The WordPress.com stats helper monkeys prepared a 2012 annual report for this blog.
Here’s an excerpt:
600 people reached the top of Mt. Everest in 2012. This blog got about 2,600 views in 2012. If every person who reached the top of Mt. Everest viewed this blog, it would have taken 4 years to get that many views.
With two high-profile cycling accidents on UK roads this week it has got me thinking about the importance of standing out and safe cycling when commuting in these dark evenings.
The below infographic a has some quite start statistics
When I took the decision that cycling to work would be the most cost-effective option for me I knew that an investment in some good quality hi-viz gear and lights would be a must.
My set up is as follows:
Hi Viz jacket
Hi Viz rucksack cover
Hi Viz bands on my ankles
Flashing LED on the rear of my helmet
Flashing LED on the seat post (main rear light and the brightest)
Flashing LED on my jacket (built-in and lower brightness)
Static LED replacing the bar end on my drop bars (gives my bike width and as its different encourages drivers to give a bit more space)
Flashing LED (low brightness)
300 Lumen LED static LED light (on roads runs at 100 lumens, on roads with no streetlights at the max)
LED on helmet giving static spotlight
Forward facing static white LED on the drop bars (part of the same rear facing light)
I have also added some reflective Scotchlite material to my seat stays in order to add a bit more visibility. This maybe overkill in some people’s eyes but I would rather be too visible that not visible enough.
Change is needed
As cyclists we have a responsibility to encourage a better attitude towards us, to many times I see almost invisible cyclists cruising along with no helmet and complete disregard for any road signage, running red lights as they see fit. It’s this minority which gives other road users a poor view of us cyclists, so make yourself visible as possible, respect the highway code, what is the point in running a red light and getting flattened under a car, does that get you to your destination any quicker?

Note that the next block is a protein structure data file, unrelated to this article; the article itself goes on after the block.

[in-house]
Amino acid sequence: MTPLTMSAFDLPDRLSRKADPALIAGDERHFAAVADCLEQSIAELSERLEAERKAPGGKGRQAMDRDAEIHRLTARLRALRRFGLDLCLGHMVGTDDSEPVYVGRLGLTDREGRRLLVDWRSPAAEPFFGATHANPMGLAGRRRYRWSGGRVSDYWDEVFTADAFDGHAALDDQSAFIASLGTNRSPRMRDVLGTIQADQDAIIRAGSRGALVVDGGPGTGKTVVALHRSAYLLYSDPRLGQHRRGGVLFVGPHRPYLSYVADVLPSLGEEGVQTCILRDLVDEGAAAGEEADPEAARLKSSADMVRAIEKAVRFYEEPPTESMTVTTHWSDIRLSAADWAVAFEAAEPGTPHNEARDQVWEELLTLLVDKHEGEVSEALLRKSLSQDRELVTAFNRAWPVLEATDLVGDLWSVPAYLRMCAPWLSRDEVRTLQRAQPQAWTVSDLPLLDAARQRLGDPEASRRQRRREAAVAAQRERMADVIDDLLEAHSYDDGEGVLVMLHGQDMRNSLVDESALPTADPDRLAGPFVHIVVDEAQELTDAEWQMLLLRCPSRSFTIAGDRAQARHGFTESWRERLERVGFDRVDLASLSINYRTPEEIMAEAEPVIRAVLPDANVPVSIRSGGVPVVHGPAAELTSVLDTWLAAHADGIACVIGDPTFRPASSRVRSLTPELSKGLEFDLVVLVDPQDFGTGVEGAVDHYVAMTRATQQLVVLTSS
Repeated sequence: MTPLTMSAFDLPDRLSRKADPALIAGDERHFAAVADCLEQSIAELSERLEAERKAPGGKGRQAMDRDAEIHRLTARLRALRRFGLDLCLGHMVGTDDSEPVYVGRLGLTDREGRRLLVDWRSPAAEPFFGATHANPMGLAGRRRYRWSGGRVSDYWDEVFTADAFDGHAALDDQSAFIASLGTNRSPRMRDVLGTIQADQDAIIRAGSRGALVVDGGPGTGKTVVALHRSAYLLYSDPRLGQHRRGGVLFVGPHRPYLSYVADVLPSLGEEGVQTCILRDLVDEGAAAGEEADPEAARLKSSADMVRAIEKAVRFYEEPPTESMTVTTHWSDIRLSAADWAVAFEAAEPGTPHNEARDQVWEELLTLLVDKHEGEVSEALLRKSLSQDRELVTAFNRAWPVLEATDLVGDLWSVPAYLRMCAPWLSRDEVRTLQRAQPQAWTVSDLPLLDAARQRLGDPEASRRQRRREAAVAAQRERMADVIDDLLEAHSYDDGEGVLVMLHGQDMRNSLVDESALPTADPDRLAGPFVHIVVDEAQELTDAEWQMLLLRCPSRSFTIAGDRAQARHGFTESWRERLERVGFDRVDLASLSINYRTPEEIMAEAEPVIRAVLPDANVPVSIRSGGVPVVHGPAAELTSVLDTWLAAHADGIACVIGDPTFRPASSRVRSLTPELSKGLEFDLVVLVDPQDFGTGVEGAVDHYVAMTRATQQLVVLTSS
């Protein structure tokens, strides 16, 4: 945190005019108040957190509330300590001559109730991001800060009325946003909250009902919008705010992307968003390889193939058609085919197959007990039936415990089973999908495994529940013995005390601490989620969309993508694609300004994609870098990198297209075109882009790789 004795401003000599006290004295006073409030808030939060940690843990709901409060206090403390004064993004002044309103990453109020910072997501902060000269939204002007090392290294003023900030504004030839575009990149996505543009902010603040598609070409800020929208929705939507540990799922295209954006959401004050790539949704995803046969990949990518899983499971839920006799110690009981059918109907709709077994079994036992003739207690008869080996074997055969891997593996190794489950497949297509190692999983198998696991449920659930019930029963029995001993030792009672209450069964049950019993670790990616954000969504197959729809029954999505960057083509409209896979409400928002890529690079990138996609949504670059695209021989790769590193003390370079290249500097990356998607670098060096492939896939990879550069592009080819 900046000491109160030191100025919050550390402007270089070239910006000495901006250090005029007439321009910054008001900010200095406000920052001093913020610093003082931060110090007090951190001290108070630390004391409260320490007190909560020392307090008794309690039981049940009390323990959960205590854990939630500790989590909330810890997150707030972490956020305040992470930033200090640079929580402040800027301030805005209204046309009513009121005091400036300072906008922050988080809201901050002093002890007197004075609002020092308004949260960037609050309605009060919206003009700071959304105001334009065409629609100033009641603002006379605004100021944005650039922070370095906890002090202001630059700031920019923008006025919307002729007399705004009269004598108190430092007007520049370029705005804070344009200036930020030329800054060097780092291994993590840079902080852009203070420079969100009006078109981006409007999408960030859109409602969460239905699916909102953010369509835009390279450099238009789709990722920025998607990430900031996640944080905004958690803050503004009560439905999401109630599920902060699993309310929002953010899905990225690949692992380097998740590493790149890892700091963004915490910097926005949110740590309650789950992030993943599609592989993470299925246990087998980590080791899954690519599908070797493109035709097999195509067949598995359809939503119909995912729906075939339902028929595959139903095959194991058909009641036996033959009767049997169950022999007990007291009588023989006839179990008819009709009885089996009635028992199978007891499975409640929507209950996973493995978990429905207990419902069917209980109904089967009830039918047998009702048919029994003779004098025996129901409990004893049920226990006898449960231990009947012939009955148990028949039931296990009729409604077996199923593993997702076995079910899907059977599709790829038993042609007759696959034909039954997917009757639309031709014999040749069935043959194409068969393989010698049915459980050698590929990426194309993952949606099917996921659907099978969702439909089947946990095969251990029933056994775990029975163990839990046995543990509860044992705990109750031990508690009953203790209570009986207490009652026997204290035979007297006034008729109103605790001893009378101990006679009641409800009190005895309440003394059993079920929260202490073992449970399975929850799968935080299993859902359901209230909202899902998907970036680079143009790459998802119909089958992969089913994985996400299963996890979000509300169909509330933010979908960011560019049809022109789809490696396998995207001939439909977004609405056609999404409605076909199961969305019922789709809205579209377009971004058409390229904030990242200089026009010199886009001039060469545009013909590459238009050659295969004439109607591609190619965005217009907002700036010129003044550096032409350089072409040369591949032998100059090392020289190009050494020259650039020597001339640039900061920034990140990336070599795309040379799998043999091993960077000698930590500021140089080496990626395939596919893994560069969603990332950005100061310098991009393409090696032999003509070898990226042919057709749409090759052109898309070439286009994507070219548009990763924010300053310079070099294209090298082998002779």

It’s not all a one way street though, motorists need to understand that a bike has as much right on the road as they do, that some cycle lanes are so poorly maintained that it is safer for us to cycle outside these. I have had polar opposite experiences with motorists, some giving ample space when passing or slowing to let me pull out from a junction, to others who I have had to emergency brake lest I hit them simply because “they couldn’t wait to get past me” only for me to catch them up at the next set of traffic lights. A bit more patience from motorists would do an awful lot to save lives.
Fortunately my injury experience has been minimal, but that doesn’t mean I haven’t had some niggles from time to time with the main injury that I have suffered from being Iliotibial Band Syndrome early in my training. I bout of RICE and Yoga was what sorted it out, that and changing my running shoes.
Those who know me will know that I am all for minimal running shoes and incorporating barefoot training into my running and this infographic gives some reasons why we could all benefit (courtesy of visual.ly blog)